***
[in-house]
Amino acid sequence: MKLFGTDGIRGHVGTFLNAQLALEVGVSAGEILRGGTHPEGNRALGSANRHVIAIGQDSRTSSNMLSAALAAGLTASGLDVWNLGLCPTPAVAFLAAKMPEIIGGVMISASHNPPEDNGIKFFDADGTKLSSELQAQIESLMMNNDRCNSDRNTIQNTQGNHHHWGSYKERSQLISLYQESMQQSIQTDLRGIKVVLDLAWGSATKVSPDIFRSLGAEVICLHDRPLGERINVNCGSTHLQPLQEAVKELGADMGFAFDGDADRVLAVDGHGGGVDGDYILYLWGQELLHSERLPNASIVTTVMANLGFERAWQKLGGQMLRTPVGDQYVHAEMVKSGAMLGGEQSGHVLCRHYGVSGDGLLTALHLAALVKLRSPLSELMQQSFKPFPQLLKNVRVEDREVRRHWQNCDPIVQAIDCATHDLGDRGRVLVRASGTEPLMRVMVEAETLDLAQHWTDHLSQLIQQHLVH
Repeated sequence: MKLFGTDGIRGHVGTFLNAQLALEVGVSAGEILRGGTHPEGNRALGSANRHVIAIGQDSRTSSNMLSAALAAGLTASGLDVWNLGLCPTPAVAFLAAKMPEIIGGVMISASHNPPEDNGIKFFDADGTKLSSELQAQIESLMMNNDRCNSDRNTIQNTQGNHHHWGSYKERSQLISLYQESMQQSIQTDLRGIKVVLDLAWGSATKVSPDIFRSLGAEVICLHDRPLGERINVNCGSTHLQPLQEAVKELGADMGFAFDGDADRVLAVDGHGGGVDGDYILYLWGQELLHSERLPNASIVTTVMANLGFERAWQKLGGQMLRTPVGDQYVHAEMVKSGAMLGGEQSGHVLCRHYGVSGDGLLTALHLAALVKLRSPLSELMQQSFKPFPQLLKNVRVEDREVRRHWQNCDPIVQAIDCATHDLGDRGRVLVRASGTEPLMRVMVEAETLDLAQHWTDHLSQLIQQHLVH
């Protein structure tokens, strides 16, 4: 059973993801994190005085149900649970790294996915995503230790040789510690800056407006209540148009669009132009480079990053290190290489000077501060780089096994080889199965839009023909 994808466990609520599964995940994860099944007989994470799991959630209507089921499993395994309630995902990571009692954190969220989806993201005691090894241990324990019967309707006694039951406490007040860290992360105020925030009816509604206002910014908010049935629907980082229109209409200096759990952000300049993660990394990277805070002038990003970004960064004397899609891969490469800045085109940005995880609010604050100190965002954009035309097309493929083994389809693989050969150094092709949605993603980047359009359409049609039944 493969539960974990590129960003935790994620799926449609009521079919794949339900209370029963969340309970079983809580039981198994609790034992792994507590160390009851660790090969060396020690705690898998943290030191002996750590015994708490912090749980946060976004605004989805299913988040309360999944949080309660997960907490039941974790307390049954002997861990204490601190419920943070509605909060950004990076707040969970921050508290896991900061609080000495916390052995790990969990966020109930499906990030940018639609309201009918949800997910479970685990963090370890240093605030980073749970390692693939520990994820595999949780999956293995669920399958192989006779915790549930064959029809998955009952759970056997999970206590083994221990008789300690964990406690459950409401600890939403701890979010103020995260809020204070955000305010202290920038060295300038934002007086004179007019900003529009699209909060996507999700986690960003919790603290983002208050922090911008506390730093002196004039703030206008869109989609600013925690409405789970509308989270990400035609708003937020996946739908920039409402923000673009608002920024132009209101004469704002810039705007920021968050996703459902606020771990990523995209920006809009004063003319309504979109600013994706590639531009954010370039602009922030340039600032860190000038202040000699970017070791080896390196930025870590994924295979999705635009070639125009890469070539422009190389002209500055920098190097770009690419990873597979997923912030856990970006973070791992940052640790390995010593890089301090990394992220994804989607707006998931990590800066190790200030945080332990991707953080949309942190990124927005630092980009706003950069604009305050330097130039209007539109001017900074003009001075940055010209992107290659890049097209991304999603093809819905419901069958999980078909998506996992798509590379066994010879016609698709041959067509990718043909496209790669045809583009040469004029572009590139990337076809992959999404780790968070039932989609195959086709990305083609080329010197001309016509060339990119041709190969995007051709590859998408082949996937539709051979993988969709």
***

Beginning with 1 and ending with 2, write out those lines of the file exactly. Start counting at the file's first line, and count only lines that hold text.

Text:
[in-house]
Amino acid sequence: MKLFGTDGIRGHVGTFLNAQLALEVGVSAGEILRGGTHPEGNRALGSANRHVIAIGQDSRTSSNMLSAALAAGLTASGLDVWNLGLCPTPAVAFLAAKMPEIIGGVMISASHNPPEDNGIKFFDADGTKLSSELQAQIESLMMNNDRCNSDRNTIQNTQGNHHHWGSYKERSQLISLYQESMQQSIQTDLRGIKVVLDLAWGSATKVSPDIFRSLGAEVICLHDRPLGERINVNCGSTHLQPLQEAVKELGADMGFAFDGDADRVLAVDGHGGGVDGDYILYLWGQELLHSERLPNASIVTTVMANLGFERAWQKLGGQMLRTPVGDQYVHAEMVKSGAMLGGEQSGHVLCRHYGVSGDGLLTALHLAALVKLRSPLSELMQQSFKPFPQLLKNVRVEDREVRRHWQNCDPIVQAIDCATHDLGDRGRVLVRASGTEPLMRVMVEAETLDLAQHWTDHLSQLIQQHLVH